TAOS, N.M. -- Room 107 is among the cheapest rooms in the Taos Inn — $100 during our August stay and as low as $75 in November — but it’s fairly large and charming, with a pueblo-style fireplace, an antique wooden wardrobe, a large tiled bathroom vanity, a reasonably good queen-size mattress, a hand-painted headboard and a clattering evaporative cooler.
I could totally envision Greta Garbo staying here. Well, maybe she didn’t stay in this particular room, but the Taos Inn folks say she was among the hotel’s guests, as were D.H. Lawrence, Robert Redford and other big names.
Taos Inn is a rambling adobe motor court whose main house became home to the town’s first doctor, Doc Martin, in the 1890s. Martin and his artist wife bought nearby buildings and started renting them to artists and writers. The buildings opened as Hotel Martin in 1936 and eventually became the Taos Inn.
It’s rumored that the Taos Inn is haunted by the ghost of a guy who lived in the house next door and wound up getting killed and beheaded. Either way, the dog ate the head, or so my server at dinner said.
A block from Taos Plaza, this is a good stay where you can park the car and walk to galleries, shopping and Kit Carson State Park. October rates range from $105 for a simple room like ours to $250 for a courtyard king suite with a sitting room.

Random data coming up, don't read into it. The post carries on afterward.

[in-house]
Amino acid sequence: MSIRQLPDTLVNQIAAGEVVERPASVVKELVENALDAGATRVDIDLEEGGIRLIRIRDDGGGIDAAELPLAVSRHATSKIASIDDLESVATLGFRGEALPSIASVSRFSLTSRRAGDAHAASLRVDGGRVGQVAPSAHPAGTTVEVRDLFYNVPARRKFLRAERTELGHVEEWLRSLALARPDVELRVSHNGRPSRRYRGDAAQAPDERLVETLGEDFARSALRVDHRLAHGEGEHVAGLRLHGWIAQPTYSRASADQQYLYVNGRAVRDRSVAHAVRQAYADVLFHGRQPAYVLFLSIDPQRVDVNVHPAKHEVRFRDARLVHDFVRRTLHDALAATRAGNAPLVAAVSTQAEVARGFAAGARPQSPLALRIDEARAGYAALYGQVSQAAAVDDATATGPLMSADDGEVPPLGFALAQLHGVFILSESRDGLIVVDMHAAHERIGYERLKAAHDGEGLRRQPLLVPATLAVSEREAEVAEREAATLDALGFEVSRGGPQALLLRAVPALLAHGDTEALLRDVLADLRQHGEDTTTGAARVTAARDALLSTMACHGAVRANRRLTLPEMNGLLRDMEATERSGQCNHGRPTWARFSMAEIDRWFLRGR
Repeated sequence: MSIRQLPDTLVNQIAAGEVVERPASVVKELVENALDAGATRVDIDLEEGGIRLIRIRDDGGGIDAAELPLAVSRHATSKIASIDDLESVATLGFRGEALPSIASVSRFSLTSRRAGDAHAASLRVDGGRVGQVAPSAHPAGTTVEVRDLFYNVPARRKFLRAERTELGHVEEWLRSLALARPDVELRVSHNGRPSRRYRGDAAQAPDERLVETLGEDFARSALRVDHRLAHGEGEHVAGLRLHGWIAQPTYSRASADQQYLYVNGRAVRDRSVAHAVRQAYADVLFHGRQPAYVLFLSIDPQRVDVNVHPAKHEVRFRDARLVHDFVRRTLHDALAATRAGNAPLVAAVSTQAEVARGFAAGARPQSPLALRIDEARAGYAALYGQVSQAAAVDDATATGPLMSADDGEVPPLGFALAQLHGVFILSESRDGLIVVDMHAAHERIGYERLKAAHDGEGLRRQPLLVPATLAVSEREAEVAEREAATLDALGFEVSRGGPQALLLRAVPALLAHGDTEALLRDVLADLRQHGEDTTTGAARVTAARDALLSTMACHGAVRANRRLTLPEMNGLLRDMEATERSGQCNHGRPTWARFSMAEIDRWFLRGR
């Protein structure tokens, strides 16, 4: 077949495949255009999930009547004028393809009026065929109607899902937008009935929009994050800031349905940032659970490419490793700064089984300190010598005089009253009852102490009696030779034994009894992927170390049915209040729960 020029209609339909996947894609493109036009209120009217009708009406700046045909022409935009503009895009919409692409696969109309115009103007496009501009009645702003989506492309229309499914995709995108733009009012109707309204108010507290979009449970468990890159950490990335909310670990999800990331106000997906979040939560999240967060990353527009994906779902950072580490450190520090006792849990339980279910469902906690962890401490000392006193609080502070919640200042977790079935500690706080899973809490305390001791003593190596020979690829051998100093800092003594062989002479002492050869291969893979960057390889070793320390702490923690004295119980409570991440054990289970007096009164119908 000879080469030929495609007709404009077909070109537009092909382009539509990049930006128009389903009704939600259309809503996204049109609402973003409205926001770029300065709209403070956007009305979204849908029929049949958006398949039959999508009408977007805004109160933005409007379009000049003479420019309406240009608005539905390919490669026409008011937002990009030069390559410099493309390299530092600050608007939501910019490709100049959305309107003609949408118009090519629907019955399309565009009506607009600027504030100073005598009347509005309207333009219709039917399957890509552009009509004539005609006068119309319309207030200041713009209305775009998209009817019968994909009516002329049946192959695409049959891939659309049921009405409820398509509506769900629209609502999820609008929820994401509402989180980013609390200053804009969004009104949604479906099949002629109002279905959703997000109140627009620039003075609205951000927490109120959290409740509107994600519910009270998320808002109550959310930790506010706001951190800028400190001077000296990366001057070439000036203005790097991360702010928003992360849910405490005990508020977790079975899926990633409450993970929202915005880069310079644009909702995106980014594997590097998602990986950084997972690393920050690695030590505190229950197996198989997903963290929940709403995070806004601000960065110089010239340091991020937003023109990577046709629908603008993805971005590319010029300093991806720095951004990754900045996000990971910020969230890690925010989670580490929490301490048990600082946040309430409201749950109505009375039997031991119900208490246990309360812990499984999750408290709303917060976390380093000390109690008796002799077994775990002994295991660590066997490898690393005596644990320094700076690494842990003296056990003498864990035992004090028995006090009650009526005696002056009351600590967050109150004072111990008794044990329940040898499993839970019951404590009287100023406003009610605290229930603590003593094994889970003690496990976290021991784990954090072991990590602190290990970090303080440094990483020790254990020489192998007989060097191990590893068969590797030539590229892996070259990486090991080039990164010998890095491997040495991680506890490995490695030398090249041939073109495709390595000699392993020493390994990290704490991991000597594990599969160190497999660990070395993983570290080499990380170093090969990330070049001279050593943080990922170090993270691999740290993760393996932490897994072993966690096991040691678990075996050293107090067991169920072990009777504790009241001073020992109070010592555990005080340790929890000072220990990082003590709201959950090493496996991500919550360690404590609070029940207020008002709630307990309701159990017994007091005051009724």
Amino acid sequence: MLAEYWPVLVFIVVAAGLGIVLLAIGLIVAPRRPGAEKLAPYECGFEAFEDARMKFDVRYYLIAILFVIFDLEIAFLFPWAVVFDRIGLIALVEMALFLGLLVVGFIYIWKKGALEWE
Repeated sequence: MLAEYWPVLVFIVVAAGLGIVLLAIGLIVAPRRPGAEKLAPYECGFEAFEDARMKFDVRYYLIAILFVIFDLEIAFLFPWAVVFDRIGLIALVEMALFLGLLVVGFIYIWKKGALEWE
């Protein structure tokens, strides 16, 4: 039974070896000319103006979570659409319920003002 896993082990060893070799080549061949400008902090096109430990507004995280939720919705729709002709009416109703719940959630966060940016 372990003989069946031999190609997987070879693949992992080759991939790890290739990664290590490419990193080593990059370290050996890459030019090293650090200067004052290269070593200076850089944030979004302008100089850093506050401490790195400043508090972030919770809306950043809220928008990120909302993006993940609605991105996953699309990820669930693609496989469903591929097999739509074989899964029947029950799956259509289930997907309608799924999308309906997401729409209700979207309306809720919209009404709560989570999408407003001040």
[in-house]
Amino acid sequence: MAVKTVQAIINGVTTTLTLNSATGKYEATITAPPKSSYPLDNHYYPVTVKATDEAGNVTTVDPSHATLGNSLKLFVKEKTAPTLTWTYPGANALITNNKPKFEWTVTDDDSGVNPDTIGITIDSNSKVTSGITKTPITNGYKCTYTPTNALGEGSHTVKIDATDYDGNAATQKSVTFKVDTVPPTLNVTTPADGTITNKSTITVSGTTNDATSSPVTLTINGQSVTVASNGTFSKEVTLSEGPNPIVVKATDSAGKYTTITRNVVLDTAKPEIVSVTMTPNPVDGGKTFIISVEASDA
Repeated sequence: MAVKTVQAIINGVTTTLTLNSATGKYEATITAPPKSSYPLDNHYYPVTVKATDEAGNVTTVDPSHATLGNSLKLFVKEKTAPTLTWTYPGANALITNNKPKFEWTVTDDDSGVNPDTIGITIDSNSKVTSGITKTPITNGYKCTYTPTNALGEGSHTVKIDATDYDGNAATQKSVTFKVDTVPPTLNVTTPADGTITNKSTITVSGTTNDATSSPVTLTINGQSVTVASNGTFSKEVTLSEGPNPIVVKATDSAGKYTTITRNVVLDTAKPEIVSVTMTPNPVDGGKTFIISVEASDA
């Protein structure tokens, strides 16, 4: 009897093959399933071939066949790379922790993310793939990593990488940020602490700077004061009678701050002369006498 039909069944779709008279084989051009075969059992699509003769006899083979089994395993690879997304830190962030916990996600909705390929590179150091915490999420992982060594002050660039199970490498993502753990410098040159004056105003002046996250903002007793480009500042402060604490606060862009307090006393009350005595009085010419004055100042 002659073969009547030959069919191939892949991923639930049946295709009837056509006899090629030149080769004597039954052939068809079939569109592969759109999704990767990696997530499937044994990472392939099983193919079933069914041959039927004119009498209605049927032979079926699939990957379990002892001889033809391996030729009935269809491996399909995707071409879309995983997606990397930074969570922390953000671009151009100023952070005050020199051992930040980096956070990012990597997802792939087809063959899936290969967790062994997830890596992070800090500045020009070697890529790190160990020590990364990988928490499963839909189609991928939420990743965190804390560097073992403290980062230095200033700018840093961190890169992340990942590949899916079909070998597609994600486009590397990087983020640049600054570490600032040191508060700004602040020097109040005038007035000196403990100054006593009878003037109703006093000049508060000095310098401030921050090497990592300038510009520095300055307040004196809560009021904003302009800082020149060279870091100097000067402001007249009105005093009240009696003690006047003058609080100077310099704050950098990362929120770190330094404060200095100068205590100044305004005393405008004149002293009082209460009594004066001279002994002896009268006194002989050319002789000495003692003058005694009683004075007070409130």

Appropriate for this informal town, the rooms aren’t fancy or any way contemporary, except for the flat-screen TV mounted on the wall, but their design speaks to New Mexico. Some rooms have air conditioners and others, like ours, have swamp coolers, which are highly effective. Ours chilled the place to an arctic degree, which, happily, is how we like to sleep. The loud clattering of the swamp cooler was a blessing, because our room was right next to the kitchen.
Unfancy and unhurried, Doc Martin’s restaurant is friendly and affordable, with entrees ranging from juicy elk burger with sweet potato fries ($14) to red-wine braised buffalo short ribs ($23). Our favorite menu item, though, is an appetizer: grilled rattlesnake-rabbit sausage with ancho chile-cherry sauce ($9). The restaurant’s breakfast is good, too, assuming you’re not in a hurry.
Perhaps the inn’s key attraction is its bar. Around 7, live music keeps margarita-sipping customers happy. The Adobe offers a menu of 14 margaritas. If you like a tart one, I recommend the Cowboy Buddha, made with Herradura Silver, Cointreau and fresh lime juice.
• Taos Inn, 125 Paseo Del Pueblo Norte, 888-518-8267; www.taosinn.com. Rooms from $105.